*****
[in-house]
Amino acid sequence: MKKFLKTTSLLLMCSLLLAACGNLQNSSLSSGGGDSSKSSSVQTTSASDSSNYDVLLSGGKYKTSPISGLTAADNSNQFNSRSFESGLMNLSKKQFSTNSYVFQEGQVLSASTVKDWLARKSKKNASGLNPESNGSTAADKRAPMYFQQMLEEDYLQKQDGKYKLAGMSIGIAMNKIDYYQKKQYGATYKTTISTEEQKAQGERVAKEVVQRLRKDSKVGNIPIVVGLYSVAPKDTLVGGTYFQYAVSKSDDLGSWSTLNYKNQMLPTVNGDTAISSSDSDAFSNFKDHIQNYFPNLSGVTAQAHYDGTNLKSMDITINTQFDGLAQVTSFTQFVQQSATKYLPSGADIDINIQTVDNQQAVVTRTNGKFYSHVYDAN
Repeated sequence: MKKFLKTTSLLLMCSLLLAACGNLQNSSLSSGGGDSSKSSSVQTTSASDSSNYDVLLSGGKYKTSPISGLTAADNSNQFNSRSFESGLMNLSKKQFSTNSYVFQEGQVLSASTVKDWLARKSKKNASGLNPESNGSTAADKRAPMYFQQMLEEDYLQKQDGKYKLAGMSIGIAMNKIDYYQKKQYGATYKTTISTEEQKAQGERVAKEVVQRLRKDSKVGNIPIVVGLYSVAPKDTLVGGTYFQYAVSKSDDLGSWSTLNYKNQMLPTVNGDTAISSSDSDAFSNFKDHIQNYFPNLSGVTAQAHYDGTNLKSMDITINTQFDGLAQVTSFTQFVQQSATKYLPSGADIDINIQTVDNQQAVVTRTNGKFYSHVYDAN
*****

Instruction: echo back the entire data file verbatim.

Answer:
[in-house]
Amino acid sequence: MKKFLKTTSLLLMCSLLLAACGNLQNSSLSSGGGDSSKSSSVQTTSASDSSNYDVLLSGGKYKTSPISGLTAADNSNQFNSRSFESGLMNLSKKQFSTNSYVFQEGQVLSASTVKDWLARKSKKNASGLNPESNGSTAADKRAPMYFQQMLEEDYLQKQDGKYKLAGMSIGIAMNKIDYYQKKQYGATYKTTISTEEQKAQGERVAKEVVQRLRKDSKVGNIPIVVGLYSVAPKDTLVGGTYFQYAVSKSDDLGSWSTLNYKNQMLPTVNGDTAISSSDSDAFSNFKDHIQNYFPNLSGVTAQAHYDGTNLKSMDITINTQFDGLAQVTSFTQFVQQSATKYLPSGADIDINIQTVDNQQAVVTRTNGKFYSHVYDAN
Repeated sequence: MKKFLKTTSLLLMCSLLLAACGNLQNSSLSSGGGDSSKSSSVQTTSASDSSNYDVLLSGGKYKTSPISGLTAADNSNQFNSRSFESGLMNLSKKQFSTNSYVFQEGQVLSASTVKDWLARKSKKNASGLNPESNGSTAADKRAPMYFQQMLEEDYLQKQDGKYKLAGMSIGIAMNKIDYYQKKQYGATYKTTISTEEQKAQGERVAKEVVQRLRKDSKVGNIPIVVGLYSVAPKDTLVGGTYFQYAVSKSDDLGSWSTLNYKNQMLPTVNGDTAISSSDSDAFSNFKDHIQNYFPNLSGVTAQAHYDGTNLKSMDITINTQFDGLAQVTSFTQFVQQSATKYLPSGADIDINIQTVDNQQAVVTRTNGKFYSHVYDAN